Wednesday, March 18, 2020

Review - I Am Brown

I Am Brown
by Ashok Banker
illustrated by Sandhya Prabhat
Date: 2020
Publisher: Lantana Publishing
Reading level: C
Book type: picture book
Pages: 40
Format: e-book
Source: library

I am brown. I am beautiful. I am perfect. I designed this computer. I ran this race. I won this prize. I wrote this book. A joyful celebration of the skin you're in--of being brown, of being amazing, of being you.

(synopsis from Goodreads)

This is a vibrant book that shows a diverse array of non-white kids doing and being a variety of different things. It almost works for me... except for two things.

I find the emphasis on skin colour off-putting. The rest of the book (the vast majority of it, anyway... more on that in a second) is great. Kids are shown doing activities, eating food, speaking languages, worshipping, accomplishing goals... and that's all great. But it's all prefaced by, "I am brown. I am beautiful. I am perfect." There's nothing wrong with that statement by itself. But books like this are inevitably going to be read by white kids, and that's going to bring up some complicated conversations (such as why it's not okay for them to say, "I am white. I am beautiful. I am perfect"). Because of the strength of the pictures, I don't even know if the skin colour needed to be mentioned in the text. It's pretty obvious that we're talking about brown kids here.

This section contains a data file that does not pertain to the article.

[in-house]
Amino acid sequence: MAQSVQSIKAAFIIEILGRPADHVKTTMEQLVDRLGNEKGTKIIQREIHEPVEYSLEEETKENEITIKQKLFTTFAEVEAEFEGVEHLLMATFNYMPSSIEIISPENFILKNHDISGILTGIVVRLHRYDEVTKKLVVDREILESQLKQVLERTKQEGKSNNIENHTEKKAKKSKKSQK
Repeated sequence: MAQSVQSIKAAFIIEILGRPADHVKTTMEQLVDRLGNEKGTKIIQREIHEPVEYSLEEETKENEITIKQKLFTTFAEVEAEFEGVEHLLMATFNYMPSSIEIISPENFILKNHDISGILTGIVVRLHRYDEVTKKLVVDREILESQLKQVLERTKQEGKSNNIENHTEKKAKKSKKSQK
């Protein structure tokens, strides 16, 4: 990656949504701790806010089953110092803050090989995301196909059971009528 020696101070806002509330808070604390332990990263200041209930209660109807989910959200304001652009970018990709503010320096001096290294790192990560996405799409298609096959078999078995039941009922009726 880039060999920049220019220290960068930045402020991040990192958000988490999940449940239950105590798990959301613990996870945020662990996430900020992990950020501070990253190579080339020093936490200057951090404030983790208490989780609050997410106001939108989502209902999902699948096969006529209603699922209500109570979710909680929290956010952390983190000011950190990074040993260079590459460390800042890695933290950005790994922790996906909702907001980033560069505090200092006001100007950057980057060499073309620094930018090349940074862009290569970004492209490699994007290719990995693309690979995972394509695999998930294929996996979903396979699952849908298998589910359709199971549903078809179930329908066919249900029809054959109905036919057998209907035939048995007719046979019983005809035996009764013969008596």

My second issue, though, really took me aback. The illustrations depict children. Sometimes, they appear to be talking about things they're going to do one day (be a doctor, a president, etc.); they're drawn as children acting out these jobs. But on the spread about clothes, there's a little girl wearing an actual wedding dress. The first thought that sprang to my mind was "child bride". Unfortunately, that's still a thing in some countries, and I was kind of shocked to see this in a picture book. While the implication might have been that she would wear a wedding dress one day, the fact is that there was a child drawn wearing a child-sized wedding gown. I just found that deeply off-putting.

It's a shame, because the overall premise of the book is good and it depicts so many possibilities, opportunities, and variations of human children within its pages. So... this one kind of got a mixed reaction from me. I'm not even sure whether I'd recommend it. I guess parents need to use their own discretion when deciding if this is something they want their kids to read.

Premise: 2/5
Meter: n/a
Writing: 2/5
Illustrations: 3/5
Originality: 3/5

Enjoyment: 2/5

Overall: 2.33 out of 5

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